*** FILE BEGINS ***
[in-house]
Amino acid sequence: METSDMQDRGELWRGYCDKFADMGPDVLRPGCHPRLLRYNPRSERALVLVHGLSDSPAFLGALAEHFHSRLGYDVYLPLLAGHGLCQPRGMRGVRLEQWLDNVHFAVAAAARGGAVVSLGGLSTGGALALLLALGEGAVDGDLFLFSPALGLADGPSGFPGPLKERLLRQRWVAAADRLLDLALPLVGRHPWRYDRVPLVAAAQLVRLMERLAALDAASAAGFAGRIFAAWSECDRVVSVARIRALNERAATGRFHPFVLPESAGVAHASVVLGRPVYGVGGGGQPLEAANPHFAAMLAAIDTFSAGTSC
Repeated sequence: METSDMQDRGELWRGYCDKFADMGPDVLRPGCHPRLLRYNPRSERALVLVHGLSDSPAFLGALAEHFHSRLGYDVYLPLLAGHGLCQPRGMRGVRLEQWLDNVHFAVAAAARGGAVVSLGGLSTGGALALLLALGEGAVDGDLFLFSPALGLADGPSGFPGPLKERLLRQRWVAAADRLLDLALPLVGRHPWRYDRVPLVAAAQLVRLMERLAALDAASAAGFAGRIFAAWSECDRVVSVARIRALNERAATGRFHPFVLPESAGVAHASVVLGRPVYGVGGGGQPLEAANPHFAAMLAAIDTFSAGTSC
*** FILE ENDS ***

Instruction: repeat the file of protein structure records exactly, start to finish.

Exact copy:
[in-house]
Amino acid sequence: METSDMQDRGELWRGYCDKFADMGPDVLRPGCHPRLLRYNPRSERALVLVHGLSDSPAFLGALAEHFHSRLGYDVYLPLLAGHGLCQPRGMRGVRLEQWLDNVHFAVAAAARGGAVVSLGGLSTGGALALLLALGEGAVDGDLFLFSPALGLADGPSGFPGPLKERLLRQRWVAAADRLLDLALPLVGRHPWRYDRVPLVAAAQLVRLMERLAALDAASAAGFAGRIFAAWSECDRVVSVARIRALNERAATGRFHPFVLPESAGVAHASVVLGRPVYGVGGGGQPLEAANPHFAAMLAAIDTFSAGTSC
Repeated sequence: METSDMQDRGELWRGYCDKFADMGPDVLRPGCHPRLLRYNPRSERALVLVHGLSDSPAFLGALAEHFHSRLGYDVYLPLLAGHGLCQPRGMRGVRLEQWLDNVHFAVAAAARGGAVVSLGGLSTGGALALLLALGEGAVDGDLFLFSPALGLADGPSGFPGPLKERLLRQRWVAAADRLLDLALPLVGRHPWRYDRVPLVAAAQLVRLMERLAALDAASAAGFAGRIFAAWSECDRVVSVARIRALNERAATGRFHPFVLPESAGVAHASVVLGRPVYGVGGGGQPLEAANPHFAAMLAAIDTFSAGTSC